In 1999, the DUT racing car and Nuna the solar driven car laid the foundations for what have now become the Dream Teams. TU Delft is known around the world for its successful student teams that work on projects from beginning to end and bear full responsibility for their work.
Over the years, the number of teams has increased to reach its current number of 13. Almost all are based at the D:Dream Hall workshop on the Stevinweg. While the concept has been successful, over the years points of improvement have emerged. ‘Points that have become ever more urgent’ as the Dream Hall Steering Group emailed to all the team managers. The Steering Group, consisting of Theun Baller (Dean 3mE), Gerrit Kahlman (Coordinator Sustainability Operations), Just Herder (Professor 3mE), Rogier Hageman (Real Estate Manager) and Joost Ravoo (Communications Director), want to introduce changes.
“Now that the Dream Hall is closed because of the coronavirus and many matches and competitions have been cancelled in their physical form, there is space to look critically at the set-up and the future of the Dream Hall and Dream Teams,” explains Ravoo on behalf of the Steering Group. “The primary purpose of the Hall is now lost, so let’s use the time well by thinking about it should be.”
While the idea of an overhaul is not new, the message nevertheless came as a surprise to the current Dream Team members. “It was a shock,” says Dream Teams representative Melissa Oremans, “we didn’t feel listened to at first, mostly because of the communication. Now we stand behind the mission to revise the process.”
Surpassing radical innovation
This could involve defining new qualification requirements for teams for a place in the Hall. This is currently done on the basis of three criteria: safety, in and out flow, and governance (i.e. the rights and obligations of the Dream Teams). The Steering Group will hold discussions about this with the Dream Teams and various internal and external stakeholders over the next few months.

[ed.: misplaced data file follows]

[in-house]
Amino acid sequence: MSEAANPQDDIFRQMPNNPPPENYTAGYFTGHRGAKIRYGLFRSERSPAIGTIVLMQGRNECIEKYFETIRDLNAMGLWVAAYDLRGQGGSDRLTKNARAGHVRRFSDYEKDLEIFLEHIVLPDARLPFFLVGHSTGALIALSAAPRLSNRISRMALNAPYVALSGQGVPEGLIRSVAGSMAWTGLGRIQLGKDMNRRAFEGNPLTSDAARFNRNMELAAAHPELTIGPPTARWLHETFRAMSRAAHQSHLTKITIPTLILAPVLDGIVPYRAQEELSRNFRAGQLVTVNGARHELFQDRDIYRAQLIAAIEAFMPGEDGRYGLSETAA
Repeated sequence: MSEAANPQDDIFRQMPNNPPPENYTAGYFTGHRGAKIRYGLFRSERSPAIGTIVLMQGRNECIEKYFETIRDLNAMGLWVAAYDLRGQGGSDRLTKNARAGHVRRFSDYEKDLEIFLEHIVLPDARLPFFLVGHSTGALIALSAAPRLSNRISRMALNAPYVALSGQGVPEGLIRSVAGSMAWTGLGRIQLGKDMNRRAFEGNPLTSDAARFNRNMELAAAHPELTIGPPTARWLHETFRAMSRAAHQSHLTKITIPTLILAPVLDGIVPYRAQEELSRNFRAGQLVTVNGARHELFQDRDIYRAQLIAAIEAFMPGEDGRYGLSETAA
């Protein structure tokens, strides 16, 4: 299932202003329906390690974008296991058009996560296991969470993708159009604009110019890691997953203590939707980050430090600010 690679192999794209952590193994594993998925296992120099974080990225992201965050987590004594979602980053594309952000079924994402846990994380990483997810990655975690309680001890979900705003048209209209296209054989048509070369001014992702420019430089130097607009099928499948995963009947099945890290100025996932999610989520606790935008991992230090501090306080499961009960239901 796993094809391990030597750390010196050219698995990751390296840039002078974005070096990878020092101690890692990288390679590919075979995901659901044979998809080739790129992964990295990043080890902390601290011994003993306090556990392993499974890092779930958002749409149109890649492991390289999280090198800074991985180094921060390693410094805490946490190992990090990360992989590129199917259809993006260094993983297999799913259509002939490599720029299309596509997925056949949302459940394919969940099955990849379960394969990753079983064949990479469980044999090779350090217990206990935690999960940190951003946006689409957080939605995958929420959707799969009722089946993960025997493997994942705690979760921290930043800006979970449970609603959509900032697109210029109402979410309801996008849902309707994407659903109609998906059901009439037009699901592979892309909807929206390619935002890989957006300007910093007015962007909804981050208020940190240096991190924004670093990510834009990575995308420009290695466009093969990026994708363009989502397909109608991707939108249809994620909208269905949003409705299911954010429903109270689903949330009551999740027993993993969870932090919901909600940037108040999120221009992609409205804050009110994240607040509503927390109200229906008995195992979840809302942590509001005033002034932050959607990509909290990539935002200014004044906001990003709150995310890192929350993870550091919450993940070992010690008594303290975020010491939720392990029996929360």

‘Teams do not stop when they prove a fundamental theory’
Why is a new policy needed? Ravoo explains. “Take the aspect of security. There are always risks associated with the design of moving and racing objects. Look at the NunaX that caught fire last summer. We do not want to hamper the teams’ autonomy, but as a university we do feel a certain level of responsibility. Each team recruits new members every year to further improve and go even faster. Their work is never done as the teams do not stop when they prove a fundamental theory.”
The NunaX which was destroyed by fire in 2019. (Photo: Jorrit Lousberg)
By way of example he mentions Forze. This high tech hydrogen racing team was the first hydrogen electric vehicle to ever win an official race for petrol driven racing cars. “The team proved that it could be done. That is fabulous! But what about next year? Go even faster? Prove something else?”
Team Forze Hydrogen Electric Racing indeed proved that racing hydrogen powered cars is possible. “But if we want the next car to race in a higher class, we will have to jump countless unsolved hurdles.” Still, Ravoo believes in the benefit of looking at the finiteness of a project. “When has a project surpassed radical innovation? When is a team done in the Dream Hall?”
Apart from facilitating the in and out flow of the teams, the Steering Group wants to encourage work on wider societal themes where TU Delft wants to have an impact with its science and education to also come back to the Dream Hall. Ravoo says that “The Dream Hall has a strong history of projects that emerge from 3mE. This is very focused on mechanics and that focus could be wider.”